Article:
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SELECT p.id, r.status, r.title
FROM page AS p
    INNER JOIN page_revision as r ON r.pageId = p.id AND (
    	r.id = (SELECT MAX(r2.id) from page_revision as r2 WHERE r2.pageId = r.pageId AND r2.status = 'active')
    	OR r.id = (SELECT MAX(r2.id) from page_revision as r2 WHERE r2.pageId = r.pageId)
    )

Which returns each page and the latest active revision for each, unless no active revision is available, in which case it simply returns the latest revision.

Is there any way this can be optimised to improve performance or just general readability? I'm not having any issues right now, but my worry is that when this gets into a production environment (where there could be a lot of pages) it's going to perform badly.

Also, are there any obvious problems I should be aware of? The use of sub-queries always bugs me, but to the best of my knowledge this cant be done without them.

Note:
The reason the conditions are in the JOIN rather than a WHERE clause is that in other queries (where this same logic is used) I'm LEFT JOINing from the "site" table to the "page" table, and If no pages exist I still want the site returned.

Jack

Edit: I'm using MySQL

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What platform are use using? –  Quassnoi Feb 18 '09 at 12:02
    
Sorry, forgot to say, MySQL –  Jack Sleight Feb 18 '09 at 12:04
    
what indexes do you have on tables page_revision and page? –  Mitch Wheat Feb 18 '09 at 12:13
    
page: id, siteId. page_revision: id, pageId –  Jack Sleight Feb 18 '09 at 12:17

4 Answers 4

up vote 2 down vote accepted

If "active" is the first in alphabetical order you migt be able to reduce subqueries to:

SELECT p.id, r.status, r.title
FROM page AS p
    INNER JOIN page_revision as r ON r.pageId = p.id AND 
        r.id = (SELECT r2.id 
                FROM page_revision as r2 
                WHERE r2.pageId = r.pageId 
                ORDER BY r2.status, r2.id DESC
                LIMIT 1)

Otherwise you can replace ORDER BY line with

ORDER BY CASE r2.status WHEN 'active' THEN 0 ELSE 1 END, r2.id DESC

These all come from my assumptions on SQL Server, your mileage with MySQL may vary.

share|improve this answer
    
Ah ha, I'd done something similar using "FIELD(r2.status, 'active')", but this is even better, thanks. :-) –  Jack Sleight Feb 18 '09 at 14:40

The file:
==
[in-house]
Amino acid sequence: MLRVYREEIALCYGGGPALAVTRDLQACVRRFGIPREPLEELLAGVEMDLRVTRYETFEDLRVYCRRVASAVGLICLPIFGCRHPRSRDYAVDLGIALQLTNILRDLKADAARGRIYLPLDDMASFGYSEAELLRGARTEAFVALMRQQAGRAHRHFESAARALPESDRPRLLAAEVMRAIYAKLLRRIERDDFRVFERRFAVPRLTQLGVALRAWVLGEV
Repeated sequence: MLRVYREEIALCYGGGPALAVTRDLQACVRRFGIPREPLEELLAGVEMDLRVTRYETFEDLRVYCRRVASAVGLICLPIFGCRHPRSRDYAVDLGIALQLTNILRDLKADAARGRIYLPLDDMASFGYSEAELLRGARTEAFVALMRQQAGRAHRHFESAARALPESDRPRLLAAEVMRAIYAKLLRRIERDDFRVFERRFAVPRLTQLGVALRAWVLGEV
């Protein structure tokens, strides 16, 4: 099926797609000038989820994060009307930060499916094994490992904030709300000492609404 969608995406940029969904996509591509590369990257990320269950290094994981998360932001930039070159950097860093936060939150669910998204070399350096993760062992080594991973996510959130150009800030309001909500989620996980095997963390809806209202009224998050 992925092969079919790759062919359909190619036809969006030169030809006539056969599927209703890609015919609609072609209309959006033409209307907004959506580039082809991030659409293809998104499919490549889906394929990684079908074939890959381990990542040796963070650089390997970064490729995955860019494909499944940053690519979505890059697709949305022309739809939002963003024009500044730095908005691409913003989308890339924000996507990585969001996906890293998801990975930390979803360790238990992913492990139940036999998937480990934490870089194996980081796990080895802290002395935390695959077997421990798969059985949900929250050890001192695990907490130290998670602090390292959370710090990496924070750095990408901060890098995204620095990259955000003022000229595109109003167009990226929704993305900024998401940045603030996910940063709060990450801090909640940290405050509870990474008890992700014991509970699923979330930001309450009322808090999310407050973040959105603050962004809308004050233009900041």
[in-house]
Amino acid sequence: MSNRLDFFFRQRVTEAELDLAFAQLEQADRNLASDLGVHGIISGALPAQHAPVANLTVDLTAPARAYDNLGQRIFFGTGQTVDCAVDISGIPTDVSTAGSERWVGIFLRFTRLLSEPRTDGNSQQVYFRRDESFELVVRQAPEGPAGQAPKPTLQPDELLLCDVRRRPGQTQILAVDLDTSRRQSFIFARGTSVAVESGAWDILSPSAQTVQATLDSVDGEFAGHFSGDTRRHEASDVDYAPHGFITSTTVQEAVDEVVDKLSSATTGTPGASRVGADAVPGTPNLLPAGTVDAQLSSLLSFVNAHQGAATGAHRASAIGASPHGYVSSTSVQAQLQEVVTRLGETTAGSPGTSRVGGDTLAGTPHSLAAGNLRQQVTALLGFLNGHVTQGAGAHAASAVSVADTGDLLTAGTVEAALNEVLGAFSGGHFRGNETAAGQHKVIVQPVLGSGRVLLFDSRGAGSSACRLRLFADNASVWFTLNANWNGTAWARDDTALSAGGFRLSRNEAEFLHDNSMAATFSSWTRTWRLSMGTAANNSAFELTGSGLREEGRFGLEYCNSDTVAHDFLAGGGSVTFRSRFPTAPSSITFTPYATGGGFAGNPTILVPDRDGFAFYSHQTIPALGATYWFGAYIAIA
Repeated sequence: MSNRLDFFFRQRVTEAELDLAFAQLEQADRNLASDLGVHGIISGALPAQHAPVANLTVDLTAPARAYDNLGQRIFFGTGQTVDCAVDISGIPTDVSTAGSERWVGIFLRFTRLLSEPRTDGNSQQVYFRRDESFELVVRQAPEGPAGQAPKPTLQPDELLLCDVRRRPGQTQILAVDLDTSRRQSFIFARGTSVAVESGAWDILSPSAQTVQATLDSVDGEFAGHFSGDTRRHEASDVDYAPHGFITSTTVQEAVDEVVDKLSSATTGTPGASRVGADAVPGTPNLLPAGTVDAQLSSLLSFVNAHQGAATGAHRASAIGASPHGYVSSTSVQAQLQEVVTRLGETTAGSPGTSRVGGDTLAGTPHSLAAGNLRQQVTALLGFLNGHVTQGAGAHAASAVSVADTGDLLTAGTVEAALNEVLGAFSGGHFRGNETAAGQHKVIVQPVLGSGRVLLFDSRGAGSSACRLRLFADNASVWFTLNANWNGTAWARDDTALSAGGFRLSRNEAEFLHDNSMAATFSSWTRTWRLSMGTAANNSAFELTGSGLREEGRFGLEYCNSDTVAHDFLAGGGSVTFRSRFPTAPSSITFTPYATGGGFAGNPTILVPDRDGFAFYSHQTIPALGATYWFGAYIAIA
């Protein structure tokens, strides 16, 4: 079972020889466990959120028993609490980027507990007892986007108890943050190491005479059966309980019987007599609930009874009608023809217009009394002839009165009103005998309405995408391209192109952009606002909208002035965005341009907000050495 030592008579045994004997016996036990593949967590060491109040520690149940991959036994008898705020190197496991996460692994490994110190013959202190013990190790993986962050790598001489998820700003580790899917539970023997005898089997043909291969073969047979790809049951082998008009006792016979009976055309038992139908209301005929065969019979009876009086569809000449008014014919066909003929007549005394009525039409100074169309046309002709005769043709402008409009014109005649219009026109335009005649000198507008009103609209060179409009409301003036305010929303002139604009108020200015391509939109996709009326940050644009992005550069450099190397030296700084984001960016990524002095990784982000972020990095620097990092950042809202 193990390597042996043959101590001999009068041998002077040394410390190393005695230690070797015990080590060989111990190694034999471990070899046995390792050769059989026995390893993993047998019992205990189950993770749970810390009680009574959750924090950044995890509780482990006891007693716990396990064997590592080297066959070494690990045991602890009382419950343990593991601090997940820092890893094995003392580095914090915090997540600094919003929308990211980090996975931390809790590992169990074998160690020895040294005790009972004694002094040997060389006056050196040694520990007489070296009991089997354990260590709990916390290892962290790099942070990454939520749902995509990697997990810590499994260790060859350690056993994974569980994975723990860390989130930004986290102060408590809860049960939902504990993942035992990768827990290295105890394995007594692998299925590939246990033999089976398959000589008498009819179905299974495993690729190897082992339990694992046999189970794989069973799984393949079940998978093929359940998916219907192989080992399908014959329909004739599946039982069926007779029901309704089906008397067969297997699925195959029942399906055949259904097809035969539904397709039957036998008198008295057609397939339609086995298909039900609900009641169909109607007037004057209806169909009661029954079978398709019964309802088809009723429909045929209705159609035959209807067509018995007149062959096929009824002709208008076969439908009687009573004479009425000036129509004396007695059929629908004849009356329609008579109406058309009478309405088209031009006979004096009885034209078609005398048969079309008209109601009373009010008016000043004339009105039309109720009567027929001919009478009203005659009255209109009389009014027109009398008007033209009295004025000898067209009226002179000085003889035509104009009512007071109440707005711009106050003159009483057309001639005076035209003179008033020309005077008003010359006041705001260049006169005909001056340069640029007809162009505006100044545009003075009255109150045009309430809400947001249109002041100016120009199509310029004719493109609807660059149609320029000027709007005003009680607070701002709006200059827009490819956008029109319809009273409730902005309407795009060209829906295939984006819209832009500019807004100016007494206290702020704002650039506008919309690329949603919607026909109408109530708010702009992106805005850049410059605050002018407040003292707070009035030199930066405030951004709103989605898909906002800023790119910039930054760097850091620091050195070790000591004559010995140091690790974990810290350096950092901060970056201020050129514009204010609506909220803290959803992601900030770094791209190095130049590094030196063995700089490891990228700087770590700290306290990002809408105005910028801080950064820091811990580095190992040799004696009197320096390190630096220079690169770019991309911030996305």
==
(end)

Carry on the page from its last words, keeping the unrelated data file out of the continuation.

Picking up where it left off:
Works perfectly in MySQL. –  Jack Sleight Feb 18 '09 at 14:41
    
You should still note that we are adding additional ordering. If you only have "active" and "inactive" this should be the same, but if you have more than that, the thing will sort by status first. To avoid that you might still wanna use ORDER BY CASE. –  ssg Feb 18 '09 at 19:36
    
It's worth pointing out that you could do that entirely within the inner join without the second query to page_revision –  Seph Jul 15 '11 at 1:19

Maybe a little re-factoring is in order?

If you added a latest_revision_id column onto pages your problem would disappear, hopefully with only a couple of lines added to your page editor.

I know it's not normalized but it would simplify (and greatly speed up) the query, and sometimes you do have to denormalize for performance.

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Your problem is a particular case of what is described in this question.

The best you can get using standard ANSI SQL seems to be:

SELECT p.id, r.status, r.title
FROM page AS p
INNER JOIN page_revision as r ON r.pageId = p.id 
AND r.id = (SELECT MAX(r2.id) from page_revision as r2 WHERE r2.pageId = r.pageId)

Other approaches are available but dependent on what database you're using. I'm not really sure it can be improved much for MySQL.

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That doesn't seem to have any preference for the latest "active" revision, as my original query did, or have I missed something? –  Jack Sleight Feb 18 '09 at 12:19

In MS SQL 2005+ and Oracle:

SELECT p.id, r.status, r.title
FROM (
  SELECT p.*, r,*,
         ROW_NUMBER() OVER (PARTITION BY p.pageId ORDER BY CASE WHEN p.status = 'active' THEN 0 ELSE 1 END, r.id DESC) AS rn
  FROM page AS p, page_revision r
  WHERE r.id = p.pageId
  ) o
WHERE rn = 1

In MySQL that can become a problem, as subqueries cannot use the INDEX RANGE SCAN as the expression from the outer query is not considered constant.

You'll need to create two indexes and a function that returns the last page revision to use those indexes:

CREATE INDEX ix_revision_page_status_id ON page_revision (page_id, id, status);

CREATE INDEX ix_revision_page_id (page_id, id);

CREATE FUNCTION `fn_get_last_revision`(input_id INT) RETURNS int(11)
BEGIN
  DECLARE id INT;
  SELECT r_id
  INTO id
  FROM (
    SELECT r.id
    FROM page_revisions
    FORCE INDEX (ix_revision_page_status_id)
    WHERE page_id = input_id
      AND status = 'active'
    ORDER BY id DESC 
    LIMIT 1
    UNION ALL
    SELECT r.id
    FROM page_revisions
    FORCE INDEX (ix_revision_page_id)
    WHERE page_id = input_id
    ORDER BY id DESC 
    LIMIT 1
  ) o
  LIMIT 1;
  RETURN id;
END;

SELECT po.id, r.status, r.title
FROM (
  SELECT p.*, fn_get_last_revision(p.page_id) AS rev_id
  FROM page p
) po, page_revision r
WHERE r.id = po.rev_id;

This will efficiently use index to get the last revision of the page.

P. S. If you will use codes for statuses and use 0 for active, you can get rid of the second index and simplify the query.

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Thanks, but I'm using MySQL, so I don't think that will work. –  Jack Sleight Feb 18 '09 at 12:23

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